Participants in remote sessions can also make important contributions to the accessibility of the session, for example (we summarised the most important ones, see a more detailed list from University of Washington here):

  • State your name and institution each time you speak.
  • Limit the background noise as much as possible and mute yourself when not speaking.
  • When URLs or other resources are mentioned, have someone designated to type them into the chat window – or follow up with other participants after the meeting.
  • Allow folks to ask questions either by (1) using a hand raising function and asking verbally or (2) by typing in the chat.
  • Check your name in the chat and change it to the name you are known by professionally if it defaulted to something else.
  • Have your video camera on when you’re speaking (if possible), since video can help with understanding speech for non-native speakers and people with hearing impairments.
  • Have the chat up and visible so that you can see input from people who are participating via chat.

Best Practices for Moderators and Session Chairs

Moderators and sessions chairs can greatly influence the behavior of participants and help to make a session as accessible as possible. For example, moderators should do the following:

  • Notify participants if you plan to record, for example saying, “We plan to record the meeting for the purposes of notetaking. If you have any concerns let us know in advance.”
  • Pause regularly to make sure all remote attendees have a chance to speak, and check for questions in both the chat and audio channels.
  • Consider having a second person (for example a student volunteer) whose job is logistics: making sure people can access the room, managing the chat, and so on.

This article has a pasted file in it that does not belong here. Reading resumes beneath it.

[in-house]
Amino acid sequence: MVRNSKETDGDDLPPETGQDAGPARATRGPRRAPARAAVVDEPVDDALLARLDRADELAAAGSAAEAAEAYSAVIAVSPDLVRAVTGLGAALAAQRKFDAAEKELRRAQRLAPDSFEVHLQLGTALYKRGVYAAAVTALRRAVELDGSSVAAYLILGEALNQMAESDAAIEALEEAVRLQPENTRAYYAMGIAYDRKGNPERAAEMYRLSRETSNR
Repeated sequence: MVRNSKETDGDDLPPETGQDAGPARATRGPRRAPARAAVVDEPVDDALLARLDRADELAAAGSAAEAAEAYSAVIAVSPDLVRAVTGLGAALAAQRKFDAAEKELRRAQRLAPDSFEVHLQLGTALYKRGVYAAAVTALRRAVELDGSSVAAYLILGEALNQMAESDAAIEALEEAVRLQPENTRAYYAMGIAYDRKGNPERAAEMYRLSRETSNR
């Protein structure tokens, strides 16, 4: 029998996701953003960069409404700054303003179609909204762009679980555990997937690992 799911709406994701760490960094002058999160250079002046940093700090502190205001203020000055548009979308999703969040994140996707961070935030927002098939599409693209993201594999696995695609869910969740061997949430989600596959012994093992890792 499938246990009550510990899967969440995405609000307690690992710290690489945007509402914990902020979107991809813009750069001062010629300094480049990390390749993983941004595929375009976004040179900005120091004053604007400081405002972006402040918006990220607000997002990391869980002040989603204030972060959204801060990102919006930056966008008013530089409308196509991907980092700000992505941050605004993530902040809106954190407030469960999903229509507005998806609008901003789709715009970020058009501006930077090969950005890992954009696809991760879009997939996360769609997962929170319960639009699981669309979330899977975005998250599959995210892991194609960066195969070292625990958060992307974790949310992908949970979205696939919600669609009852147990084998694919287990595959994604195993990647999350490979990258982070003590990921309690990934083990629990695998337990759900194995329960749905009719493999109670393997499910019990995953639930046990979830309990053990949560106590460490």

• In general, when possible, have someone manage the chat and another person lead the session. Depending on the size of the session, it can be challenging to do both.

Turn-Taking & Questions

Establish a procedure for turn-taking and questions at the beginning of the session, and clearly inform all participants of the procedure. Make sure this includes options that are accessible to those using captioning or translation services, and those using screen readers. Other suggestions:

  • You may also consider using platforms such as GroupMe or Google Docs for discussions.

A checklist for the moderator’s backstage

1) Try not to have too many documents that people need to manage at once. For example, make sure that the online agenda has everything in one place (link to video conferencing, link to presentation materials, link to the paper in the ACM DL, etc). Slides available early is also a good backup plan

2) Try to have a well defined process for asking for help or questions (relating to access, etc), including well before the start of the conference. 

3) Possibly connected to 2, have a well known back channel for anyone hashing out problems with access in the audience. In zoom in particular all of the private chats are released with transcripts, so this should be separate . Have a well known back channel for organizers (maybe slack)

4) Make sure that there is knowledge well in advance about where last minute changes will be posted, ideally something that can push notifications (such as a slack) because there can be changes due to security, etc that can be very hard to find out about.

4) Check that the speaker support includes conclusions of how to support questions and answers by audience for speakers with disabilities

5) Consider piloting things ahead of the conference

6) Consider pre-recording talks to make things smoother and allow for captioning

7) Consider making a demo to show off how the accessible presentations are “done right”

8) Pre-define a strategy for how communication of time prompts work

9) Consider critically what to keep and what to drop as a part of the whole experience. Shorter talks, zoom fatigue, and so on are things to consider.